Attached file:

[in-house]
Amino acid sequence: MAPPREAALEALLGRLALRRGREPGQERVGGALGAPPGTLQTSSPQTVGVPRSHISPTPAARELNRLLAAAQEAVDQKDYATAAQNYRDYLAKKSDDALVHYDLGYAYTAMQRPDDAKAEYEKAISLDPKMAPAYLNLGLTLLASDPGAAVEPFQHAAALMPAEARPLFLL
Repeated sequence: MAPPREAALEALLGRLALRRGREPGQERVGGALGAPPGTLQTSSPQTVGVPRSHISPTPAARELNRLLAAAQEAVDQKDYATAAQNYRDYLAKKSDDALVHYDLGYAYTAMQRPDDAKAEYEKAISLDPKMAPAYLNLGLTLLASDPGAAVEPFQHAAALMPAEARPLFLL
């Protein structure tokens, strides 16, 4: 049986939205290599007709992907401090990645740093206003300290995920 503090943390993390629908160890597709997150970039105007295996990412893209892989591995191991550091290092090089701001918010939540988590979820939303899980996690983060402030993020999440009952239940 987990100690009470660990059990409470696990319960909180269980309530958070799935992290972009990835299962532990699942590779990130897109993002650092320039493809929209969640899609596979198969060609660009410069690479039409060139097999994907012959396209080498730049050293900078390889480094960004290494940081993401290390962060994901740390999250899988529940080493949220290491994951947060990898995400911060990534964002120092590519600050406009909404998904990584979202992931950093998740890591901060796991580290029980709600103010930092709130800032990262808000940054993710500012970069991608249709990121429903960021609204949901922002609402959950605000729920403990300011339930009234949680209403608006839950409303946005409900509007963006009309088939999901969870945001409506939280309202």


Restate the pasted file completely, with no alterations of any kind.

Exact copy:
[in-house]
Amino acid sequence: MAPPREAALEALLGRLALRRGREPGQERVGGALGAPPGTLQTSSPQTVGVPRSHISPTPAARELNRLLAAAQEAVDQKDYATAAQNYRDYLAKKSDDALVHYDLGYAYTAMQRPDDAKAEYEKAISLDPKMAPAYLNLGLTLLASDPGAAVEPFQHAAALMPAEARPLFLL
Repeated sequence: MAPPREAALEALLGRLALRRGREPGQERVGGALGAPPGTLQTSSPQTVGVPRSHISPTPAARELNRLLAAAQEAVDQKDYATAAQNYRDYLAKKSDDALVHYDLGYAYTAMQRPDDAKAEYEKAISLDPKMAPAYLNLGLTLLASDPGAAVEPFQHAAALMPAEARPLFLL
């Protein structure tokens, strides 16, 4: 049986939205290599007709992907401090990645740093206003300290995920 503090943390993390629908160890597709997150970039105007295996990412893209892989591995191991550091290092090089701001918010939540988590979820939303899980996690983060402030993020999440009952239940 987990100690009470660990059990409470696990319960909180269980309530958070799935992290972009990835299962532990699942590779990130897109993002650092320039493809929209969640899609596979198969060609660009410069690479039409060139097999994907012959396209080498730049050293900078390889480094960004290494940081993401290390962060994901740390999250899988529940080493949220290491994951947060990898995400911060990534964002120092590519600050406009909404998904990584979202992931950093998740890591901060796991580290029980709600103010930092709130800032990262808000940054993710500012970069991608249709990121429903960021609204949901922002609402959950605000729920403990300011339930009234949680209403608006839950409303946005409900509007963006009309088939999901969870945001409506939280309202």